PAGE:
**p<0.46 ± 1.05. Alzheimer’s and brain vessels Table 2. Nuclear staining was performed with DAPI (blue). cultures exposed to 6 h of hypoxia where quantitation of immunofluorescent reactivity showed that compared to control.42 ± 0.0. Relative quantitation of immunofluorescent reactivity 621 Int J Clin Exp Pathol 2011. caspase 3 and Bcl-xL.049*** 0. MMP2 and caspase 3 compared to brain vessels from control animals (Figure 8).001 vs. hypoxia-treated endothelial cultured demonstrated a significantly (p<0.01 vs. Data are mean signal intensity ± standard deviation from at least 3 separate experiments. In contrast.01 vs. *p<0.Hypoxia. Figure 7. (Top) Brain microvessel endothelial cell cultures were exposed to hypoxia (1% O2) for 6 h. MMP2 and caspase 3 are elevated and Bcl-xL decreased in the microvasculature of AD mice Based on the in vitro experiments which showed that hypoxia affected endothelial expression of Ang-2. ***p<0. immunofluorescent staining of endothelial cell cultures exposed to 6 h of hypoxia showed that compared to control. (Bottom) The bar graph represents signal intensities normalized with endothelial marker (vWF) and control (C) values set to 1.001) increase in level of caspase 3.12* 11.0. Similarly. (Top) Brain microvessel endothelial cell cultures were exposed to hypoxia (1% O2) for 6 h.072 *** Caspase 3 1. Nuclear staining was performed with DAPI (blue). hypoxia-treated endothelial cultures had significantly (p<0.40 ± 0.006 0. control (0 h) Figure 6.4(6):616-627 . Cell cultures were fixed with paraformaldehyde and immunostained with caspase 3 (green) or vWF (red) primary antibody and fluorescence labeled secondary antibody.05p<0. as determined by western blot (Table 2). MMP2.007 4. The results showed that brain vessels from AD mice displayed strong staining for Ang2. Caspase 3 and Bcl-xL protein levels in cultured endothelial cells Protein C 4h 6h Bcl-xL 1.00 ± 0.001) lower level of Bcl-xL (Figure 6).00 ± 0. (Bottom) The bar graph represents signal intensities normalized with endothelial marker (vWF) and control (C) values set to 1.01) higher levels of caspase 3 (Figure 7). Expression of Ang-2.21 ± 0. ***p<0.17 *** Protein lysates isolated from endothelial cell cultures exposed to hypoxia for 4 or 6 h and their corresponding normoxic controls were examined by western blot analysis for Bcl-xL and Caspase 3. Cell cultures were fixed with paraformaldehyde and immunostained with Bcl-xL (green) or vWF (red) primary antibody and fluorescence labeled secondary antibody. endothelial cells exposed to 4 or 6 h of hypoxia exhibited a significant (p<0. brain tissue sections from AD transgenic mice and their control littermates were examined by immunofluorecence for expression of these proteins. control. control.

Thrombin. 44-48].01) lower levels of Bcl-xL (Table 3).00 ± 0. has been shown to induce HIF-1α in cultured brain endothelial cells [13]. a recent study showing that HIF-1α is a modulator of the amyloidogenic processing of APP [52]. vessels derived from AD mice demonstrated a significantly (p<0. Alzheimer’s and brain vessels cal symptoms of dementia with fewer AD lesions. Brain tissue sections from AD mice and control (C) animals were fixed with paraformaldehyde and immunostained with either MMP2. caspase3 and Bcl-xL in mouse cerebrovasculature AD 1.4(6):616-627 .84 ± 0. Bcl-xL or caspase 3 (green) or vWF (red) primary antibody and fluorescence labeled secondary antibody. AD patients with cerebrovascular disease express the clini- Table 3.12 Caspase 3 1. However.25 *** 0. epidemiological studies document an association between cardiovascular risk factors and an increased risk of AD [40.21 *** 2. **p<0. Reduction in capillary diameter correlates with Aβ deposition and neurofibrillary tangles as well as with the severity of dementia.00 ± 0.56 ± 0.24 ± 0. that cultured brain endothelial cells exposed to hypoxia express significantly higher levels of HIF1α compared to endothelial cell cultures main- Figure 8. control (C) microvessels Protein C 622 Int J Clin Exp Pathol 2011.07 Ang-2 1. Immunofluorescent determination of Ang-2. 51]. Neuroimaging and neuropathological studies show that vascular abnormalities and brain hypoperfusion develop early in AD and that the incidence of AD is greatly increased following cerebral ischemia and stroke [2-4]. The mechanisms whereby hypoxia-induced vascular abnormalities contribute to neurodegenerative changes in the AD brain are still unclear.04 ** 3. Ang-2. Relative quantitation of immunoflurorescent reactivity showed that compared to controls.001 vs.11 Bcl-xL 1. suggesting that perturbed blood vessel function synergizes with AD pathology to exacerbate cognitive impairment [42. 43]. using immunofluorscence and western blot.01.Hypoxia. In contrast.08 ** Relative quantitation of immunoflurorescent reactivity shown in Figure 8. showed that compared to controls. immunofluroscent staining for the anti-apoptotic protein Bcl-xL revealed that staining for Bcl-xL was less intense in brain vessels from AD mice compared to vessels from control animals (Figure 8). suggests induction of HIF-1α is a central event in AD pathogenesis. MMP2. Discussion Structural and functional cerebromicrovascular abnormalities have been identified in AD [3237].36 ± 0. Also. Increasing evidence points to vascular damage as an early contributor to pathologic processes in the AD brain [38-41].00 ± 0. Atherosclerosis-induced brain hypoperfusion/hypoxia is thought to contribute to the clinical and pathological manifestations of AD [50. a multifunctional inflammatory protein upregulated in the brain and cerebrovasculature in AD. ***p<0.00 ± 0. as assessed by the Clinical Dementia Rating Scale [49].01) higher level of these proteins (Table 3). Here we document. vessels derived from AD mice demonstrated a significantly (p<0.21 MMP2 1.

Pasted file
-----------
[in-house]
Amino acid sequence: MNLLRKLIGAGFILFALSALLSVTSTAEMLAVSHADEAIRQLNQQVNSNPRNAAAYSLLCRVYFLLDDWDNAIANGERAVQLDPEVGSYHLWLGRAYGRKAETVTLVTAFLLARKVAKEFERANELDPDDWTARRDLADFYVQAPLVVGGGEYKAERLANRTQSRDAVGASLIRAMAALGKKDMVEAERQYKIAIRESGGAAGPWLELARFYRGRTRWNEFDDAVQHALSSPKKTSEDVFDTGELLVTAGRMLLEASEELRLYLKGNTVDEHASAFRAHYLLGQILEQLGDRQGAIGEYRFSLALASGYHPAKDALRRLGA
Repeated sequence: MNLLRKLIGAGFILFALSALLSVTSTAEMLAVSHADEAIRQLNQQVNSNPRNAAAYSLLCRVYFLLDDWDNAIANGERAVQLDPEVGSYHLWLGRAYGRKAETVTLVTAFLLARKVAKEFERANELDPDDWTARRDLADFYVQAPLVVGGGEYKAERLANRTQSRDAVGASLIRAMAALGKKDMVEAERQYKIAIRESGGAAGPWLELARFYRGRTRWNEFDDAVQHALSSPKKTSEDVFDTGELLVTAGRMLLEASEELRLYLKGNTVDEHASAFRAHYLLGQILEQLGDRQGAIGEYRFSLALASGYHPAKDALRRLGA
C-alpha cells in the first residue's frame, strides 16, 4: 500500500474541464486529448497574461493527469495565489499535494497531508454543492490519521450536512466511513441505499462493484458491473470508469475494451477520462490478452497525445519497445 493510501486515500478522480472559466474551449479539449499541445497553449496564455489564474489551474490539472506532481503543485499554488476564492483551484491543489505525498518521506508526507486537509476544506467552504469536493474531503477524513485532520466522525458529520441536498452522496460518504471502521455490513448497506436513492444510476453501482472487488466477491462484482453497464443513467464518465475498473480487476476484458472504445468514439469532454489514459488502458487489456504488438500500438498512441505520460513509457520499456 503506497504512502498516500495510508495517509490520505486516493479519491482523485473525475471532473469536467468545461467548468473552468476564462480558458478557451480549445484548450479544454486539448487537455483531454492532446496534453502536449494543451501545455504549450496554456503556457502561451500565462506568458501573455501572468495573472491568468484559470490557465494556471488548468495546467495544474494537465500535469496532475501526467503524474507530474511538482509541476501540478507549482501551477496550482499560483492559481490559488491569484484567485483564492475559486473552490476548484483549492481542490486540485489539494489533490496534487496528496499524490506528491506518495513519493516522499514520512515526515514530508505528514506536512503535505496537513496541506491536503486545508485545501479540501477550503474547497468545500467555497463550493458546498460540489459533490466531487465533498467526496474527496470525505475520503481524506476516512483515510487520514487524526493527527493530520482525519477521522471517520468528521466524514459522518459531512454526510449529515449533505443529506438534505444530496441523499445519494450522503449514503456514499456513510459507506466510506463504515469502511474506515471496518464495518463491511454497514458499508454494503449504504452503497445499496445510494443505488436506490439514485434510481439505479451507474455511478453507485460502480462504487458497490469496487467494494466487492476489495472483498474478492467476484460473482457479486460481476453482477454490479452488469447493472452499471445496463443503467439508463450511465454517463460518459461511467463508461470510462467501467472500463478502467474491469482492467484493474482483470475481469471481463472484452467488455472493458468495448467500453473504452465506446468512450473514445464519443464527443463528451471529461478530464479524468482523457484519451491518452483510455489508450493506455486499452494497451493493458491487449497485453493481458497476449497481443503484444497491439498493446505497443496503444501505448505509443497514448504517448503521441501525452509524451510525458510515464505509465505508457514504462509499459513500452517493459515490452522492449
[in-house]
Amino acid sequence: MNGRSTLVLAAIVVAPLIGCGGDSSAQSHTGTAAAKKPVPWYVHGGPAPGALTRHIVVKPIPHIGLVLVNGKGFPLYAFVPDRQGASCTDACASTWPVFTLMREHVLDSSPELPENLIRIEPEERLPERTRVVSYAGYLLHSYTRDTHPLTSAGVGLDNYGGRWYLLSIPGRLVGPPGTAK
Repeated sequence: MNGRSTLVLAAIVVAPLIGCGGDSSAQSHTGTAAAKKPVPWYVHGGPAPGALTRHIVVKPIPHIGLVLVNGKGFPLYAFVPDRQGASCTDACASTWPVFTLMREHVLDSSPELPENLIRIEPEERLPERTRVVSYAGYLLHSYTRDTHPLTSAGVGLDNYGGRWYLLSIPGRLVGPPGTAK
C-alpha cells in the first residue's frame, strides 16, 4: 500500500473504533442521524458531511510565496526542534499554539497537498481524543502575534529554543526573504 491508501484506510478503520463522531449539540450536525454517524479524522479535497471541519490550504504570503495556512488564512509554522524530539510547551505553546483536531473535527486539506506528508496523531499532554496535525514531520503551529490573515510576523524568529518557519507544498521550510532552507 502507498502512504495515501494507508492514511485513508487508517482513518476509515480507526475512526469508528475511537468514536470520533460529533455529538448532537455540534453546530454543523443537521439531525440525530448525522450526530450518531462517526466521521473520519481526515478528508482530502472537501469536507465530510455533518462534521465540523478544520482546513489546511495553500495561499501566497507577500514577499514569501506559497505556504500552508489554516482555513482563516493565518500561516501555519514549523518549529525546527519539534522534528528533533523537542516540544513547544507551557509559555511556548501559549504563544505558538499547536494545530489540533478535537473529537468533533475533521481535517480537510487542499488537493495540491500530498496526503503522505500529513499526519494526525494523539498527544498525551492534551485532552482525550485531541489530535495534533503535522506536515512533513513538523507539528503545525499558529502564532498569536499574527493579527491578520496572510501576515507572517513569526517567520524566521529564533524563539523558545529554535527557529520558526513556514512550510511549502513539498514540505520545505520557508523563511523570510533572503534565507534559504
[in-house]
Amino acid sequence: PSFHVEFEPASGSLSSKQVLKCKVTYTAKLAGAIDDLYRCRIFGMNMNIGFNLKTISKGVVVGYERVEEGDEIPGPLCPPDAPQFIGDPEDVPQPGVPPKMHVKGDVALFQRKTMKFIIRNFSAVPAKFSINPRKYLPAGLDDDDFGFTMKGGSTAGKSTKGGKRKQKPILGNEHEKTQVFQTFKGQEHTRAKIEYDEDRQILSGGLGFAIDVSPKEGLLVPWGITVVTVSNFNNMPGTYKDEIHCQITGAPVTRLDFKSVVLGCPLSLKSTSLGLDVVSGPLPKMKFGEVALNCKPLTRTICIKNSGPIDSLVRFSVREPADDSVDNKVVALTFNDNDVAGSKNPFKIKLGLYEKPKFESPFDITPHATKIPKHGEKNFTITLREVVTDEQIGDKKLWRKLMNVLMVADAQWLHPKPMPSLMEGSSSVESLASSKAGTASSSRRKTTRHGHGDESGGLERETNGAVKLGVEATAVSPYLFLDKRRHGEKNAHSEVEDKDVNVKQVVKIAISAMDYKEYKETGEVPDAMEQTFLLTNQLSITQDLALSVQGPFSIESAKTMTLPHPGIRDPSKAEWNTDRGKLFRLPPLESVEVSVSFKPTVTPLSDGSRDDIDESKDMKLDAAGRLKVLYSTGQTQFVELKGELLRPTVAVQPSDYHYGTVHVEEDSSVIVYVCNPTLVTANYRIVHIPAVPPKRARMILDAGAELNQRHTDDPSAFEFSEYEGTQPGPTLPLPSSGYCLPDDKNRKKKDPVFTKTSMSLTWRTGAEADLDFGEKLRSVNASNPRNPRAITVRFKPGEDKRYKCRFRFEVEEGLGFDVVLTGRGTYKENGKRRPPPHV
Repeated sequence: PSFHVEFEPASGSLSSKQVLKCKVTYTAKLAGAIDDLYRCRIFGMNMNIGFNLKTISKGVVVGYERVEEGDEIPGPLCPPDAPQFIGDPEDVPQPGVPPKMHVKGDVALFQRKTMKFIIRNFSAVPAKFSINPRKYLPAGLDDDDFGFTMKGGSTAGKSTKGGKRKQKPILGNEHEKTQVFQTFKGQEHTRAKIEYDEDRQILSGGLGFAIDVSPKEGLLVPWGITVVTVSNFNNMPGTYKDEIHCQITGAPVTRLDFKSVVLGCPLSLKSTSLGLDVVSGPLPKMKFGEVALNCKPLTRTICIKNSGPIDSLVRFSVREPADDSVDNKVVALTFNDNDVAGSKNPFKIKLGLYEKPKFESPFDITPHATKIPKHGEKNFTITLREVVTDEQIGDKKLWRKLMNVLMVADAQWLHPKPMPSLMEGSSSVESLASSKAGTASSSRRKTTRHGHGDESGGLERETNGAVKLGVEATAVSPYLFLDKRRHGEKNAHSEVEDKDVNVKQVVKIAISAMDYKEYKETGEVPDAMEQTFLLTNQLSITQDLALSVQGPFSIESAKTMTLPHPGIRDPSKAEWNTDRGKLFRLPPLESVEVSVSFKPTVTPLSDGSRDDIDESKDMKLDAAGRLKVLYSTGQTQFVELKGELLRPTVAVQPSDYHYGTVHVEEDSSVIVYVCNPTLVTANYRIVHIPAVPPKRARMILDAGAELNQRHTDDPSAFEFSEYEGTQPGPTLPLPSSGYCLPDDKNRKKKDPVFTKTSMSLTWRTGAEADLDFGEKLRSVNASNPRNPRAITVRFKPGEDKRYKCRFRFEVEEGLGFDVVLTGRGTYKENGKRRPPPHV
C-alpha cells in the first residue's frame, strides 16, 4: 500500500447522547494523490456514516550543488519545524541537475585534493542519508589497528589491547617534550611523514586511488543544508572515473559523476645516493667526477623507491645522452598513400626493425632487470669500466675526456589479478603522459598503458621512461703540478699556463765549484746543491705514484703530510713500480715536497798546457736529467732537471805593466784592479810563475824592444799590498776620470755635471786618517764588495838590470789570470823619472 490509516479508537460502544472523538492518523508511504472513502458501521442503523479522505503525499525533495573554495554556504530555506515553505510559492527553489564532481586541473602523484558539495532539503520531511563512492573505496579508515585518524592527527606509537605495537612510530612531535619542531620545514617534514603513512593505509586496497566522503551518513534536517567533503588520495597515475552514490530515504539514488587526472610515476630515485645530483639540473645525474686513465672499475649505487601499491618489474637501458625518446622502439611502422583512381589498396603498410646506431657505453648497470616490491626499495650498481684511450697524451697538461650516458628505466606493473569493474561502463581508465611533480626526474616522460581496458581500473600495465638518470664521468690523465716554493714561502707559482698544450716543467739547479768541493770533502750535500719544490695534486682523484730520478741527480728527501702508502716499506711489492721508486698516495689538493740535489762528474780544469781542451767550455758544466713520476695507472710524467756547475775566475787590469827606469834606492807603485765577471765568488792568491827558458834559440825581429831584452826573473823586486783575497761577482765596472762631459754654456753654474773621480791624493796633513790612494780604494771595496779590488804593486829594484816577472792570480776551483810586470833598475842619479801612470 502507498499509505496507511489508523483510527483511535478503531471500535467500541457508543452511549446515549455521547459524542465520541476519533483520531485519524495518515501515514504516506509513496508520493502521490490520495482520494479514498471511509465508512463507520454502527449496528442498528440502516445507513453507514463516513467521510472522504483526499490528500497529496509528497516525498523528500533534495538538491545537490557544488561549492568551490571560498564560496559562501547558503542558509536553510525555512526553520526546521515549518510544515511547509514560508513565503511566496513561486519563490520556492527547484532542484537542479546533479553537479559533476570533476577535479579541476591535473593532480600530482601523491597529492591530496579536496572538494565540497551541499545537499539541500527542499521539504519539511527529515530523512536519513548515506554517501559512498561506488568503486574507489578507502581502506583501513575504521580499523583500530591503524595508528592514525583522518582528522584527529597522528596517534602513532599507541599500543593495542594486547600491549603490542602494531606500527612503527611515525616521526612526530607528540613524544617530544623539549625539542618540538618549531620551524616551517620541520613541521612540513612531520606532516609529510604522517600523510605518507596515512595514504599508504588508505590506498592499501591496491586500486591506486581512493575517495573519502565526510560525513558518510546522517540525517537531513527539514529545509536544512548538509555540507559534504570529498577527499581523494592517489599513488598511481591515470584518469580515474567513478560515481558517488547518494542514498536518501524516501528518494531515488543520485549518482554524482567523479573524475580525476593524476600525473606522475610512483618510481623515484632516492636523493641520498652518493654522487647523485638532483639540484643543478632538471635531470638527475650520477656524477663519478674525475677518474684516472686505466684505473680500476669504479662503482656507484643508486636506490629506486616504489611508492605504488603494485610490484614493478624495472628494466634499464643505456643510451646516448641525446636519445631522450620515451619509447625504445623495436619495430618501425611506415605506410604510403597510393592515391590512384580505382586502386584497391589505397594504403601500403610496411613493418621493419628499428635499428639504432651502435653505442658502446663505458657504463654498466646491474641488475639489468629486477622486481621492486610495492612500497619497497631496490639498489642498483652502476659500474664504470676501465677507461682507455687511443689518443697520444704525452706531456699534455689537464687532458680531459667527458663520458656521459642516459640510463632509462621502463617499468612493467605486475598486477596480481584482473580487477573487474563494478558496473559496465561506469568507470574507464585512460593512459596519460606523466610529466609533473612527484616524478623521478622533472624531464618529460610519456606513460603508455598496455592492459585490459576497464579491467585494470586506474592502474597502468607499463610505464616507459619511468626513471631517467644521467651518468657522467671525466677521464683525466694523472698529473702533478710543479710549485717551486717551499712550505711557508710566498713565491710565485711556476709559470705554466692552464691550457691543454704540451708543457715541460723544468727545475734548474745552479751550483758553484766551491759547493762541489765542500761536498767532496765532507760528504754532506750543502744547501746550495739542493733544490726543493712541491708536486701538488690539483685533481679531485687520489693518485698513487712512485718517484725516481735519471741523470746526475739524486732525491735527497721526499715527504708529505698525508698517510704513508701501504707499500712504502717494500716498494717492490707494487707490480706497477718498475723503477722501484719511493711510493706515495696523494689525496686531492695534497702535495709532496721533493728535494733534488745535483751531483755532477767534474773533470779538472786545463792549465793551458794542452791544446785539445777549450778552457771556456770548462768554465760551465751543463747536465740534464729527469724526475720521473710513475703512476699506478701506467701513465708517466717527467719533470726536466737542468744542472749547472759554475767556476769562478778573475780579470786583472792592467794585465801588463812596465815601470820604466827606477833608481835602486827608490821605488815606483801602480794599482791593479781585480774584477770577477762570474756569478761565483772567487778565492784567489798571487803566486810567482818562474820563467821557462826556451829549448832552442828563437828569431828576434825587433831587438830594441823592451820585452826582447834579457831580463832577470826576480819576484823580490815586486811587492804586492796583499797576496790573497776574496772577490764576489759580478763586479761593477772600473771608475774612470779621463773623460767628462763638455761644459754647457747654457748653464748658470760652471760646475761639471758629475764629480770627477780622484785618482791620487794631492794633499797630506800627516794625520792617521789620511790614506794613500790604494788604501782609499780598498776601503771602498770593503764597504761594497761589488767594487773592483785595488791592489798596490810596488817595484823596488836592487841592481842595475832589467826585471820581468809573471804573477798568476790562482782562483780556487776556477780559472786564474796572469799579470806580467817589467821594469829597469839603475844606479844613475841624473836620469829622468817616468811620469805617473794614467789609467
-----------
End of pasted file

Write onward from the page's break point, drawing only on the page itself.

Hypoxia. Alzheimer’s and brain vessels tained under normoxic culture conditions. In the current study. A role for MMPs in the pathogenesis of AD is suggested by several studies. by exposing cryptic proangiogenic integrin binding sites in the matrix. These protease have been shown to enhance angiogenesis by releasing extracellular matrix-bound angiogenic growth factors. HIF-1α may be a focal point for a noxious autocrine loop in this cell type.and anti -apoptotic mediators in the AD brain [57. We have previously documented upregulation of MMP2 and MMP9 in the isolated microvessels from AD brains. such as thrombin. caspase 3. These data are in agreement with published results documenting overexpression of Ang-2 in the cerebromicrovasculature of human AD patients [19]. we show divergent regulation of pro. MMP2 ) in cultured brain endothelial cells as well as expression of these proteins in the cerebrovasculature of AD mice. prevents translocation of Bax to mitochondria. we extend previous observations that HIF-1α is elevated in brain microvessels in human AD samples [13] and show that this transcription factor is overexpressed in the cerebromicrovasculature of the transgenic Tg-2576 AD mouse. to produce hypoxia. Bcl-xL an antiapoptotic protein of the Bcl-2 family is expressed at high levels in the adult nervous sys- tem. hypoxia is also a potent inducer of angiogenesis. The executioner caspase. we examined the effects of hypoxia on selected inflammatory/ angiogenic proteins (Ang-2. Therefore. In contrast. denoting high level of expression. In the brain chronic sublethal hypoxia results in release of pro-angiogenic factors from astrocytes and endothelial cells [60]. MMP9 and TIMP are elevated in postmortem brain tissue from AD patients [64]. 57]. these data suggest that hypoxia and induction of HIF-1α are important to the evolving pathology of AD. We examined key molecular players in apoptosis focusing on proteins that affect both cytosolic and mitochondrial targets. Western blot analysis of cultured brain endothelial cells exposed to hypoxia reveals a significant upregulation of this pro-angiogenic mediator. The combination of VEGF and angiopoietin-2 promotes more angiogenesis than VEGF alone [62]. the antagonistic ligand Ang-2 is upregulated by hypoxia. Taken together. Bcl-xL. Ang-1 is widely expressed in adult tissues and promotes blood vessel maturation and stabilization by inducing Tie2 receptor phosphorylation. Angiopoietins are ligands of the endothelial tyrosine kinase receptor Tie2. In the current study.and anti-apoptotic mediators are disturbed in cerebromicrovasculature in AD is supported by our immunofluorescent experiments that show AD transgenic mice express higher levels of caspase 3 and lower levels of Bcl-xL when compared to control mice. is activated downstream by a series of caspases and functions to directly cleave crucial protein substrates resulting in cell death [54]. and by generating promigratory matrix fragments [63]. For example. expressed only at sites of vascular remodeling and plays a crucial role in destabilizing vessels for angiogenesis [61]. an anti-apoptotic member of Bcl-2 family. stimulate induction of HIF-1α in brain endothelial cells. show elevated levels of caspase 3 [56. Because both hypoxia and inflammatory proteins. maintains mitochondrial membrane potential and prevents release of cytochrome c from the mitochondria [55]. Aβ has been shown to directly activate a number of caspases including capase-3 and to decrease Bcl-xL [58]. The notion that pro. HIF-1α is a central mediator of downstream physiologic and pathologic processes/factors regulated by hypoxia [53]. Using multiphoton microscopy in the AD mouse models 623 Int J Clin Exp Pathol 2011. These results are in agreement with published data showing that T cells exposed to hypoxia express low levels of Bcl-xL and that bovine cerebromicrovascular endothelial cells treated with NaCN. Our results show that exposure of cultured brain endothelial cells to 4-6 h of hypoxia increases caspase 3 levels and decreases expression of Bcl-xL. Matrix metalloproteinases are a family of extracellular proteases involved matrix turnover and remodeling. An examination of brain tissue sections from AD transgenic mice shows that vessels stain intensely with the Ang-2 antibody. Apoptotic stimuli decrease neuronal Bcl-xL expression while stably overexpressing Bcl-xL in neuroblastoma cells protects them from Aβ neurotoxicity [59].and antiapoptotic proteins by hypoxia in cultured brain endothelial cells. These results are supported by considerable literature showing dysregulation of pro. Although results from both brain endothelial cell cultures and AD mice show that hypoxia supports cell death cascades.4(6):616-627 . 58].